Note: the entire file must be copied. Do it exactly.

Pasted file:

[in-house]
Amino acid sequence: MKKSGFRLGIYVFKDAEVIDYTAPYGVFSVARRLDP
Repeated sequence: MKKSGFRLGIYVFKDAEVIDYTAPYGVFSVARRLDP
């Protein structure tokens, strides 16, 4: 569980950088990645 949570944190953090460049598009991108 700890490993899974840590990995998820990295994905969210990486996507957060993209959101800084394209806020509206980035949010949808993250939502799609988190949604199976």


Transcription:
[in-house]
Amino acid sequence: MKKSGFRLGIYVFKDAEVIDYTAPYGVFSVARRLDP
Repeated sequence: MKKSGFRLGIYVFKDAEVIDYTAPYGVFSVARRLDP
């Protein structure tokens, strides 16, 4: 569980950088990645 949570944190953090460049598009991108 700890490993899974840590990995998820990295994905969210990486996507957060993209959101800084394209806020509206980035949010949808993250939502799609988190949604199976």